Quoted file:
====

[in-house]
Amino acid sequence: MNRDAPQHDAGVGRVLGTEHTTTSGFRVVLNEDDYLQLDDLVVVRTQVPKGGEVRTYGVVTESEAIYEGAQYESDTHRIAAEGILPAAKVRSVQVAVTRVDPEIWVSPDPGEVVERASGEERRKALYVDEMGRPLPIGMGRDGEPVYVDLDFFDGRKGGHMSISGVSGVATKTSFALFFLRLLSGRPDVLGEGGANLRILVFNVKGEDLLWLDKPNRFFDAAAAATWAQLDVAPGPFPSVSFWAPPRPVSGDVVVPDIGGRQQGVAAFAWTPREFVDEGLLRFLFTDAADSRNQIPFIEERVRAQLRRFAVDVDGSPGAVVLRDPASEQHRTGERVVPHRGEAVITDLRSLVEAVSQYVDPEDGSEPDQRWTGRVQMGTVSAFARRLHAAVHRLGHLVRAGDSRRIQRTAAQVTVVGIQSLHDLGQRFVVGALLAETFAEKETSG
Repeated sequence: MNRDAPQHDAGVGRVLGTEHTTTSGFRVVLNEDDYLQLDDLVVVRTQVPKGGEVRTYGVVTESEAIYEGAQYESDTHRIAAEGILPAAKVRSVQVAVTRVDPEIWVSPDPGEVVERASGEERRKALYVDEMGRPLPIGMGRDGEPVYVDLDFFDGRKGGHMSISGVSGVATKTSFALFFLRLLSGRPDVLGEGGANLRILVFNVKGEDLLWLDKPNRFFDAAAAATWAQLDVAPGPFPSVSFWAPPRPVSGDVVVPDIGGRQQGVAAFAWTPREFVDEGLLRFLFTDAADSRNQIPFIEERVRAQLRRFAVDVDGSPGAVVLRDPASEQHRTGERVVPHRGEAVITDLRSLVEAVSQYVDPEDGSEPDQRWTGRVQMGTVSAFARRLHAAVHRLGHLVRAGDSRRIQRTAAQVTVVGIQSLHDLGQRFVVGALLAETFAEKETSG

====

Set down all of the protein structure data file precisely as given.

[in-house]
Amino acid sequence: MNRDAPQHDAGVGRVLGTEHTTTSGFRVVLNEDDYLQLDDLVVVRTQVPKGGEVRTYGVVTESEAIYEGAQYESDTHRIAAEGILPAAKVRSVQVAVTRVDPEIWVSPDPGEVVERASGEERRKALYVDEMGRPLPIGMGRDGEPVYVDLDFFDGRKGGHMSISGVSGVATKTSFALFFLRLLSGRPDVLGEGGANLRILVFNVKGEDLLWLDKPNRFFDAAAAATWAQLDVAPGPFPSVSFWAPPRPVSGDVVVPDIGGRQQGVAAFAWTPREFVDEGLLRFLFTDAADSRNQIPFIEERVRAQLRRFAVDVDGSPGAVVLRDPASEQHRTGERVVPHRGEAVITDLRSLVEAVSQYVDPEDGSEPDQRWTGRVQMGTVSAFARRLHAAVHRLGHLVRAGDSRRIQRTAAQVTVVGIQSLHDLGQRFVVGALLAETFAEKETSG
Repeated sequence: MNRDAPQHDAGVGRVLGTEHTTTSGFRVVLNEDDYLQLDDLVVVRTQVPKGGEVRTYGVVTESEAIYEGAQYESDTHRIAAEGILPAAKVRSVQVAVTRVDPEIWVSPDPGEVVERASGEERRKALYVDEMGRPLPIGMGRDGEPVYVDLDFFDGRKGGHMSISGVSGVATKTSFALFFLRLLSGRPDVLGEGGANLRILVFNVKGEDLLWLDKPNRFFDAAAAATWAQLDVAPGPFPSVSFWAPPRPVSGDVVVPDIGGRQQGVAAFAWTPREFVDEGLLRFLFTDAADSRNQIPFIEERVRAQLRRFAVDVDGSPGAVVLRDPASEQHRTGERVVPHRGEAVITDLRSLVEAVSQYVDPEDGSEPDQRWTGRVQMGTVSAFARRLHAAVHRLGHLVRAGDSRRIQRTAAQVTVVGIQSLHDLGQRFVVGALLAETFAEKETSG